Kyoto Summit: Marathon talks put US to the test

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The Independent Online
If the world's wealthy countries are serious about complying with the Kyoto climate treaty, big changes are ahead in the way they use energy. No country, says Nicholas Schoon, Environment Correspondent, faces a bigger challenge than the United States.

The gas-guzzling era is coming to an end for the United States, the world's biggest climate-change polluter in both absolute and per capita terms. Either that, or President Clinton has no intention of honouring commitments made in Japan.

America's emissions have been rising steadily through the 1990s. The White House says that if policies do not change, by 2010, US output of greenhouse gases would be nearly 30 per cent higher than in the treaty's baseline year of 1990. Instead, the US is now expected to cut emissions by some 6 per cent under the protocol. That means a raft of new policies and projects to save energy and generate pollution-free electricity in order to meet the commitment.

But the US is planning to make some of the emission cuts outside its own borders, using the new pollution trading and swapping regimes for which the treaty provides.

Britain and the European Union find themselves in a much easier position. The EU had been pitching for an ambitious 15 per cent cut between 1990 and 2010, while the UK's new Government had a manifesto commitment to cut carbon dioxide, the most important greenhouse gas, by 20 per cent over that period. Now, under the new treaty, neither the EU nor the UK have any legal obligation to deliver anywhere near such deep cuts. But Britain's environmental groups will be urging the Government to stick to its target, continuing to show world leadership in cutting emissions. If the UK did, that would open the possibility of Britain selling pollution allowances to the USA, worth millions of dollars.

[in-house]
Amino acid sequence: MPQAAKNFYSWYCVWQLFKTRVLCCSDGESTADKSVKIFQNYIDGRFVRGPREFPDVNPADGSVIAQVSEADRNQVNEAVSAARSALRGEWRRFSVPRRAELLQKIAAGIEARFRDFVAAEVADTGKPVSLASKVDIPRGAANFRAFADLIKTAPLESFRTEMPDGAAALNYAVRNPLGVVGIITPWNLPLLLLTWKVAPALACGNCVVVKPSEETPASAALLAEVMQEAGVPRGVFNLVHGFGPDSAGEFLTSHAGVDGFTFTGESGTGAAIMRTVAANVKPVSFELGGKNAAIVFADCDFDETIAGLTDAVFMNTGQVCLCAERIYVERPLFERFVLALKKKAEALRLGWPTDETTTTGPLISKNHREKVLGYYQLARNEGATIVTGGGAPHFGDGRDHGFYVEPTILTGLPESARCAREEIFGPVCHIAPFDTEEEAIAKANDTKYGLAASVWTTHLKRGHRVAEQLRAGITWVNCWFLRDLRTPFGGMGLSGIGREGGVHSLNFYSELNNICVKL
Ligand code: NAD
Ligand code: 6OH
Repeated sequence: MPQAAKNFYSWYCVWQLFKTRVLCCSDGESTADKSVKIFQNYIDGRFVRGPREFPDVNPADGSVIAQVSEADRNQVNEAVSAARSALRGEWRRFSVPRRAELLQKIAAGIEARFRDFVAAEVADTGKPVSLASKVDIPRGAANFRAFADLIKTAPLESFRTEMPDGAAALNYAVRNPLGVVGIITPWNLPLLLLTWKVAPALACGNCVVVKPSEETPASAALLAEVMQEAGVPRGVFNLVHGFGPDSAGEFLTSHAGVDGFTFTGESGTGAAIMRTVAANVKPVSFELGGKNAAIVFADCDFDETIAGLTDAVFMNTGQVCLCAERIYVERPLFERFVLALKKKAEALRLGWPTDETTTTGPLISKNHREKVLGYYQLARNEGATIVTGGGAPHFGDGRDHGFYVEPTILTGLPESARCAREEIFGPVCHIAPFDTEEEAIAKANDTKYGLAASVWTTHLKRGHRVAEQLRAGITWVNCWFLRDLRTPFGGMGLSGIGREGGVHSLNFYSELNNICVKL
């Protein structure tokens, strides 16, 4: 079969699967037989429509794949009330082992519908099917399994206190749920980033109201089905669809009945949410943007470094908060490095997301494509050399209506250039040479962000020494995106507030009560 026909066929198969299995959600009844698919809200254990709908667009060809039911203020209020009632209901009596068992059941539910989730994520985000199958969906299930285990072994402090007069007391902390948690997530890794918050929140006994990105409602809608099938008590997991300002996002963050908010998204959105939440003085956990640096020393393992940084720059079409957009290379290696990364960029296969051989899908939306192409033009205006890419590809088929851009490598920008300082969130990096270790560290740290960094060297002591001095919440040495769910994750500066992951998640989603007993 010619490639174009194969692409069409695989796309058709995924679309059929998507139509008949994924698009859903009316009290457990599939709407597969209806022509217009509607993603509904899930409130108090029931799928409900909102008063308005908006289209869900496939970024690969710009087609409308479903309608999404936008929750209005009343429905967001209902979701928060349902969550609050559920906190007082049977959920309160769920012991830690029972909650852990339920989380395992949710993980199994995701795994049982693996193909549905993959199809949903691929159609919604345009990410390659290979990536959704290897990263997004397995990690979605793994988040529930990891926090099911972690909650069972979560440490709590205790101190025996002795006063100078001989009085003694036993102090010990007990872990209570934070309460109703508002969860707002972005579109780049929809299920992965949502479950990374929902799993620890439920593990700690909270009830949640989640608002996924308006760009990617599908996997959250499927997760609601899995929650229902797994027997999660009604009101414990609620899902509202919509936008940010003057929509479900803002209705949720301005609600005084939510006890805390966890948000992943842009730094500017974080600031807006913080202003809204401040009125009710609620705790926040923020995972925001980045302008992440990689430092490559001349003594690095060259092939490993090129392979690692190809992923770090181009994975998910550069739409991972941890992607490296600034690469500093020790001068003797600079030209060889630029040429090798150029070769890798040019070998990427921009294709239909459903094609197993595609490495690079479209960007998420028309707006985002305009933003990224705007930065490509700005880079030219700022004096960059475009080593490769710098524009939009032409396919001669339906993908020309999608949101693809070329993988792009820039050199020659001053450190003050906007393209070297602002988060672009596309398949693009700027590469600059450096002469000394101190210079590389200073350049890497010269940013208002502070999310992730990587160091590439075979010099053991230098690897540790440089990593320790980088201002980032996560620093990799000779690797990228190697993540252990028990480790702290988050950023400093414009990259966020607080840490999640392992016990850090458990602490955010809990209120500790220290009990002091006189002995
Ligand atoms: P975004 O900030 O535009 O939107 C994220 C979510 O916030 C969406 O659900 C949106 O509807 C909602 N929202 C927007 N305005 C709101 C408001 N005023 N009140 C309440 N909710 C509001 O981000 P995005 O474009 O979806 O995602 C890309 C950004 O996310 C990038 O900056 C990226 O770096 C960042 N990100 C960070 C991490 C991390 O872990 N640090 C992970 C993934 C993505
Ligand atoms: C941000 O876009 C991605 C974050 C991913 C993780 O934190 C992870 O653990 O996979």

The Kyoto protocol provides several ways in which nations can collaborate to cut greenhouse gases. Industrialised countries are allowed to claim some of their reductions by supporting projects in Third World nations which enable them to produce less climate pollution than they would otherwise. For example, the US might provide the extra finance needed to build a "green", low-pollution power station in India, instead of a cheaper, highly polluting coal-fired one.

The US would then be able to claim the emissions saved as its own. But to do so, it would have to obtain a certificate proving this swap was a genuine one which really did curb pollution. Part of the fee paid for the certificate would go into a new "clean development mechanism", which would help Third World nations adapt to the impacts of changing climate and rising sea levels.

There is also scope for developed countries to trade in greenhouse gas quotas. A nation that cut emissions below its treaty target could bank up a pollution credit and then sell it, as quotas, to a country which found itself unable to meet its commitment. By buying the quotas it would avoid breaching the treaty. Much of the detailstill has to be thrashed out at future meetings.

Throughout the talks, the EU, Third World and environmentalists have been suspicious of such provisions. But the US has insisted, and these have been the price for getting it to agree to a much deeper cut than it originally offered. Now the big question is whether the Senate will ever ratify the treaty. If it doesn't, the Kyoto protocol is sunk.